Verona

Each day on our recent trip with good friends Martin and Misa through parts of Czech Republic, Austria, Italy and Croatia, I would sit in the RV while Martin drove and, with questionable penmanship exacerbated by a bumpy road, scrawl a barely-legible account of the previous days adventures. The following is an entry from one of our favorite days, and by far our favorite meal…

Thursday, September 24, 2015

A change of plans yesterday took us to Verona. It was a wonderful night in one of the loveliest cities I have ever seen.

Misa found a perfect campground atop an ancient castle – Castel San Pietro, which sits on a high bluff overlooking the city. The city center is compact and perfect for walking, which we did happily after a long day of driving.

VeronaIt was a gorgeous, mild evening, just an hour or so before dusk when we descended into the city from the campground. As we did the sun cast a beautiful light on the red clay rooftops and ancient buildings and cobbled alleyways.

We were eager for wine and stopped first in a charming corner establishment, the Cappa Café. There was a fine, large balcony overlooking the wide, swift-moving Adige River, which bisects the town. We sat initially there but moved inside to a cozy table due to the dropping temperature and chilly breeze off of the river.

We spent a couple of hours there, laughing and telling stories over two bottles of good red wine. Verona was working it’s charms.

After, we strolled some more, slightly buzzed and happy. We took in a two thousand year old Roman coliseum, the Verona Arena, which is still in use today and famous for it’s large-scale opera productions. It was spectacular and reminded me of the blinding pace of change in the US. For example, the wonderful Carolina Coliseum in Columbia was only built in 1968 and was state of the art at the time. It was replaced over ten years ago by another, more modern facility. Sad. But that rant is for another blog.

We ambled over to Casa Guilietta for a glimpse at Juliet’s balcony from Romeo and Juliet – by far the most frequented tourist destination in Verona and a little crowded even in the off season on a Wednesday night. We people-watched, inhaling the salt-tinged perfume of the early evening air while walking a little more. Between the wine and the walking, we were ready to eat.

As we made our way back across the river toward the campsite, we settled on an enchanting little restaurant within the shadow of Castel San Pietro – Alcova del Frote Osteria. The “osteria” caught my attention and I immediately craved oysters.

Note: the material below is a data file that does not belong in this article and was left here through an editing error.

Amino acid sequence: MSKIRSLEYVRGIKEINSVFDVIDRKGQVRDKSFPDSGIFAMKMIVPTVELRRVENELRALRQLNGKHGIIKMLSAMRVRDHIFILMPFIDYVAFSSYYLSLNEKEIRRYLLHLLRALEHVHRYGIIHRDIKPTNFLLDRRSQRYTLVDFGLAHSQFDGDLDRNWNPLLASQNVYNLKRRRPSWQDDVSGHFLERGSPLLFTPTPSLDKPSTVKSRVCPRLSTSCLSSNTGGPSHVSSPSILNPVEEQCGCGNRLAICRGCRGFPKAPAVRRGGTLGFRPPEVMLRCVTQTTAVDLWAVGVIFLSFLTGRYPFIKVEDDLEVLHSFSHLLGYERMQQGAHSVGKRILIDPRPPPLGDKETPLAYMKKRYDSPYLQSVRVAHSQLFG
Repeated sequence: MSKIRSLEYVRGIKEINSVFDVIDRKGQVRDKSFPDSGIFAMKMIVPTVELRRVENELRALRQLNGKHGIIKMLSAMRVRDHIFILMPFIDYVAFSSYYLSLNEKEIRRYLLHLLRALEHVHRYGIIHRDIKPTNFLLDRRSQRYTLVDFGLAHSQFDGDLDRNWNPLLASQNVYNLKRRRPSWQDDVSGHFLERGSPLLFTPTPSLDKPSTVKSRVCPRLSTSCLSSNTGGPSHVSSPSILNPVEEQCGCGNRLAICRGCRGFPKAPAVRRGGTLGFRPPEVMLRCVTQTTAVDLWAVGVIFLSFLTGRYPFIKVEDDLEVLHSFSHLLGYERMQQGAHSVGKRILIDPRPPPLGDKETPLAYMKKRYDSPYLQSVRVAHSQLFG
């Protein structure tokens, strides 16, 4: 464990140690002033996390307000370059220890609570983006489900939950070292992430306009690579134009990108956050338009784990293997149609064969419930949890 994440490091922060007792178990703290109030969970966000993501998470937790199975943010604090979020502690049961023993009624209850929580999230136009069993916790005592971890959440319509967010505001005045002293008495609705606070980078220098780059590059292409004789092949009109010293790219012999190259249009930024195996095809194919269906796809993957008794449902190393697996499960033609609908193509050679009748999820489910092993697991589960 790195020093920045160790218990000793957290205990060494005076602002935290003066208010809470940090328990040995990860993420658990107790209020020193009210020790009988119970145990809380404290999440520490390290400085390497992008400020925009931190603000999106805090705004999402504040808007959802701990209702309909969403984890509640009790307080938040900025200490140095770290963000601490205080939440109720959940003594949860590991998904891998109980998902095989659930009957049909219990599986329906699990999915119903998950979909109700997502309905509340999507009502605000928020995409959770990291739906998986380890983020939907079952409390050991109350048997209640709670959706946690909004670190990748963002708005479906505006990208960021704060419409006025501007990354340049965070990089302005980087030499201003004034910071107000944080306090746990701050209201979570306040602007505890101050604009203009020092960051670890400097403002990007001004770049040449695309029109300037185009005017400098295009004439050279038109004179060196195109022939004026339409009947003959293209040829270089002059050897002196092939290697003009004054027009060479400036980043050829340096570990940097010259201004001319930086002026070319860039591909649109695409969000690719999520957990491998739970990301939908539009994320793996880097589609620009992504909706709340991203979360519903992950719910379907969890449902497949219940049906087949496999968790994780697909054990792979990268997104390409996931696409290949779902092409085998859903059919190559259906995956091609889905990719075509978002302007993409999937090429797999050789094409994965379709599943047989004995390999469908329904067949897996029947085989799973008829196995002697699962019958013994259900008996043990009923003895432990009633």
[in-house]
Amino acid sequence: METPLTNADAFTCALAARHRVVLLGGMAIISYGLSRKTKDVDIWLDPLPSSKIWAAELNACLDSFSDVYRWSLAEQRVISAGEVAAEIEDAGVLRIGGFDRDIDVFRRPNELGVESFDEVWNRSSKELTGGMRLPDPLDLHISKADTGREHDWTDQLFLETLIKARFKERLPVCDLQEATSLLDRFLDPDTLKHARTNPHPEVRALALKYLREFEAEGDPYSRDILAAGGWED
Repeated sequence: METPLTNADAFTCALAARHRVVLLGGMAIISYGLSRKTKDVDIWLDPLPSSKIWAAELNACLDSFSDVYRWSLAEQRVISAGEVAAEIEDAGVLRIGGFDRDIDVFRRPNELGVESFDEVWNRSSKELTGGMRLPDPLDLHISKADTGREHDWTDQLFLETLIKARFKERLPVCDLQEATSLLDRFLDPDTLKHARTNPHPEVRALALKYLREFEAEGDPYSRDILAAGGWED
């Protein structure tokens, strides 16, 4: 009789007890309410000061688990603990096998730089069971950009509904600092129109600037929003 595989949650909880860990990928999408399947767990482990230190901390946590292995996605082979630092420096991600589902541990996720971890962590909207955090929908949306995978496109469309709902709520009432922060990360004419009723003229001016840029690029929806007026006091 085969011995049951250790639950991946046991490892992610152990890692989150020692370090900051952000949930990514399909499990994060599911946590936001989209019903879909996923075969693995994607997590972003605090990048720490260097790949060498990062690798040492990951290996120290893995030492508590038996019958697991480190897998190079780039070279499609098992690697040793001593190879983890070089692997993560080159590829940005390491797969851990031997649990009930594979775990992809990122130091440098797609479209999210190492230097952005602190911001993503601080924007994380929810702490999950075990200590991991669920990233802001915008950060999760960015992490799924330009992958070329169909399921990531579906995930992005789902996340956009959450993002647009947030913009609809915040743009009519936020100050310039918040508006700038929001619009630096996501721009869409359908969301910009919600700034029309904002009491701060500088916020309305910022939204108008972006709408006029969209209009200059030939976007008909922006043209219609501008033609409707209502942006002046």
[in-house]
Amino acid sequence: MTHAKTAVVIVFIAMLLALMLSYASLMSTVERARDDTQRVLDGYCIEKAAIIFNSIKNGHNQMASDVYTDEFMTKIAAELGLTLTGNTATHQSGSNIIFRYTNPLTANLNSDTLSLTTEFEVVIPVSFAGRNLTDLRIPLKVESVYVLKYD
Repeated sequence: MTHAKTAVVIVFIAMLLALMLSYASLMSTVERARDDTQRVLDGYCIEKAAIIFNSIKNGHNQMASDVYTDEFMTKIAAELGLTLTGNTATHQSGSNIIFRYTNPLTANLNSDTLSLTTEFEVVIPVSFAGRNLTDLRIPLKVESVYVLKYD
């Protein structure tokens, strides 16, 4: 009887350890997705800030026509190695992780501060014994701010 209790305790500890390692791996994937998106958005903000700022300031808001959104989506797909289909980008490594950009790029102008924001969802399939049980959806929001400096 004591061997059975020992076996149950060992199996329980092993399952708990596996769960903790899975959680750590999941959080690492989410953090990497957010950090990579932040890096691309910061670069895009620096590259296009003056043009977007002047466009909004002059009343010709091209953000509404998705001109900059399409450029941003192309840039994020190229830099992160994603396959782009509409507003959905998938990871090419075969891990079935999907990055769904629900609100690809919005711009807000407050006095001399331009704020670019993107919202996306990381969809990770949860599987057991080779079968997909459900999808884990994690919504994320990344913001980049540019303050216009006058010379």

We were seated in a private room downstairs in the wine cellar. The room was small and cozy with just one table. Dried hams and sausages hung from rough-hewn ceiling beams and candles cast soft light on the shelves of local and regional wine lining every wall from floor to ceiling. It was a room built for luxuriant dining.

We started with what might have been the best red wine I have ever tasted – a locally produced, small batch wine – Valpolicello, 2011. Amazing, peppery and boldy flavorful. We ordered ham three ways – dark, Spanish and Italian with sweet marinated tomoatos. Of course, we ordered local oysters, and they were beautiful, meaty and fresh, tasting strongly of the Mediterranean – briny and delicious. Polenta cakes with scallops and potato puret – amazing.

I ordered horse, for the dark novelty of it more than anything. It was prepared both grilled (spectacular) and carpacio, which was good as well but not as flavorful. We had the best pasta aldente any of us had ever tasted. It was light, topped with local olive oil and fresh olives. Pasta is ruined for me now because I will always judge it based on that dish and it will always fall short – I know this even now. There were also wonderful pan-roasted potatoes and at some point, another bottle of wine, this time a Heletto – also local, but smoother and equally wonderful. We coined a new word – “Foogasm” – and we were fully in the throes of multiple foogasms at this point.

We finished with dessert, which was a mix of tiramisu, cheesecake and chocolate mousse, presented on twelve large spoons – samples of all three for each of us. It was outstanding, but at this point we were in danger of sudden-onset gout. Good Italian coffee helped to settle over-burdened stomachs, but what we really needed was a walk.

I must mention as well that our waiter was tremendous. He was patient, charming and knowledgeable, offering suggestions unobtrusively and picking our wine after thoughtful questions. He was professional in every way and made our evening immeasurably more enjoyable than it could have been otherwise.

After, we shuffled back to camp, zombie-like and deeply satisfied. It was the meal of the year.

Verona reminded me vaguely of Charleston with it’s well-worn charm and seaside aromas. It made me want to sell everything and move there. To learn just enough Italian to get by and to spend my days writing and eating and walking it’s cobbled streets. I think I could talk Melissa into that…

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